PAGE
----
Beneficial owner reporting: What business owners need to know

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It doesn’t stop there

Reporting doesn’t end with the initial submission. Any changes to the reported information must be updated within 30 days. Changes in residence, new driver’s licenses, or name changes due to marriage or divorce require reporting.

It is important to set up a system to monitor BOI changes, which can save you a lot of headaches (and money) down the road. Failure to report can result in severe penalties, including fines of up to $500 per day and criminal penalties of up to two years in jail and fines up to $10,000.

Hold on, there’s a lawsuit!

While these requirements aim to catch bad actors, some argue they are especially burdensome for small businesses. The National Small Business United (NSBU) sued the government, claiming the rules were too onerous. In March 2024, a judge ruled in their favor, but this relief applies only to the roughly 65,000 NSBU members involved in the lawsuit.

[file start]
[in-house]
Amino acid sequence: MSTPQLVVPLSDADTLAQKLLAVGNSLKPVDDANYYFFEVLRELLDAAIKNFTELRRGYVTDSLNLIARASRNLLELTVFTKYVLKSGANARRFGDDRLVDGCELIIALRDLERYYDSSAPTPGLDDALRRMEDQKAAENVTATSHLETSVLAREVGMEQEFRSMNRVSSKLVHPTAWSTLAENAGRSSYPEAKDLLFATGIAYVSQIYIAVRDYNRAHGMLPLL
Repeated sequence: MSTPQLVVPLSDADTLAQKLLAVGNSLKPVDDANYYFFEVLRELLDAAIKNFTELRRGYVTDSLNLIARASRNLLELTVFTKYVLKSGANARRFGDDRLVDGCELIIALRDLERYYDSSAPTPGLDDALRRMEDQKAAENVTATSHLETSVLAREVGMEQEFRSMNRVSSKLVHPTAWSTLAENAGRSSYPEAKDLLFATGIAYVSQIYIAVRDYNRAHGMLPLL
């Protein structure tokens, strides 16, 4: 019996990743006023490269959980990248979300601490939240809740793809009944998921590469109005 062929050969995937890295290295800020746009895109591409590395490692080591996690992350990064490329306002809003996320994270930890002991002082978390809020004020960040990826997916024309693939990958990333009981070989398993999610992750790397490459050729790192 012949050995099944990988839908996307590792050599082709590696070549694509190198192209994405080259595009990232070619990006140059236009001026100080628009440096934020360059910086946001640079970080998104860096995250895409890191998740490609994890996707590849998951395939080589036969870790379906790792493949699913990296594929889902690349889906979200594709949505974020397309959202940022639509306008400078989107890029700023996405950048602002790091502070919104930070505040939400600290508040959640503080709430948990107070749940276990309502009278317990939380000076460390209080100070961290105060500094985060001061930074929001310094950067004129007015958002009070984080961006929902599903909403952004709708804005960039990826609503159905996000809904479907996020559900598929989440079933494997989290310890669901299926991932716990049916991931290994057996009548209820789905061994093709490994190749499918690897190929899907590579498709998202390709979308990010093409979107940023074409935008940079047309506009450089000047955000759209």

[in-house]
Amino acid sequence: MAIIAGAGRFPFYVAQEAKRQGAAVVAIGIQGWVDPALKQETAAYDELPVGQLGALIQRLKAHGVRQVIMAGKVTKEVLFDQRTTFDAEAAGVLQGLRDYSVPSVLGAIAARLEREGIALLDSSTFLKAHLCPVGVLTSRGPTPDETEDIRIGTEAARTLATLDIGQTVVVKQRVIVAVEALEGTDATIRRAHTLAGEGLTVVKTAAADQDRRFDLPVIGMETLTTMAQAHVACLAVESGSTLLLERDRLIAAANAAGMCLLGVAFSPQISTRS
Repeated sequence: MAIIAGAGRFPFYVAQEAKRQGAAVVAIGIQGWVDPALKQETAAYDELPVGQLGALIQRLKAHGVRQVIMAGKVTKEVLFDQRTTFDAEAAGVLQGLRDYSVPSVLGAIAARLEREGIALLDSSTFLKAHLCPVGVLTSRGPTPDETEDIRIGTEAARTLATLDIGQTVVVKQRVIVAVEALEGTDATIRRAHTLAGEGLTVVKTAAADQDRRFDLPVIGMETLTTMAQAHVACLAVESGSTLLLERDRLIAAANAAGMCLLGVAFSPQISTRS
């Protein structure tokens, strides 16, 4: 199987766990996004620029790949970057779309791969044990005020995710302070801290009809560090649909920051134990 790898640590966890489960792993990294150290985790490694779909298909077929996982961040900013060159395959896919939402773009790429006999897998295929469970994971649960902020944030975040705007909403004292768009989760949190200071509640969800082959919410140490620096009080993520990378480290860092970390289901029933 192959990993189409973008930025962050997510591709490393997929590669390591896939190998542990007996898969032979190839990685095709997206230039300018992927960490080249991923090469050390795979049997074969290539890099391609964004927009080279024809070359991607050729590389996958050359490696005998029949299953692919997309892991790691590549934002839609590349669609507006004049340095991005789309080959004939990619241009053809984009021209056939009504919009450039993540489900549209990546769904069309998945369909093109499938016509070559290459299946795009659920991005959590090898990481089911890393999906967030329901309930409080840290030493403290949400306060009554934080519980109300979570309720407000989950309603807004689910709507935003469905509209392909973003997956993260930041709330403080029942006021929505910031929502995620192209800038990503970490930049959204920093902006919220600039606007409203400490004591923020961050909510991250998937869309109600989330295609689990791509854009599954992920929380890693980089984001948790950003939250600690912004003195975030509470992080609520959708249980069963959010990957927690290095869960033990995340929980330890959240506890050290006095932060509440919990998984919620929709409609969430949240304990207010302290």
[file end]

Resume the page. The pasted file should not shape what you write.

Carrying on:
What does this mean for you?

For most real estate agents and brokers, BOI reporting is still required. FinCEN has stated, “Other than the particular individuals and entities subject to the court’s injunction, as specified below, reporting companies are still required to comply with the law and file beneficial ownership reports as provided in FinCEN’s regulations.”

The recent court case highlights the evolving legal landscape surrounding the CTA. However, playing it safe and filing your report remains the best course of action. FinCEN has already begun sending warning letters about the mandatory filing deadline to those who formed new business entities early in the year, reminding them of the $500 per day civil penalty and criminal penalties of up to two years in prison and fines up to $10,000.

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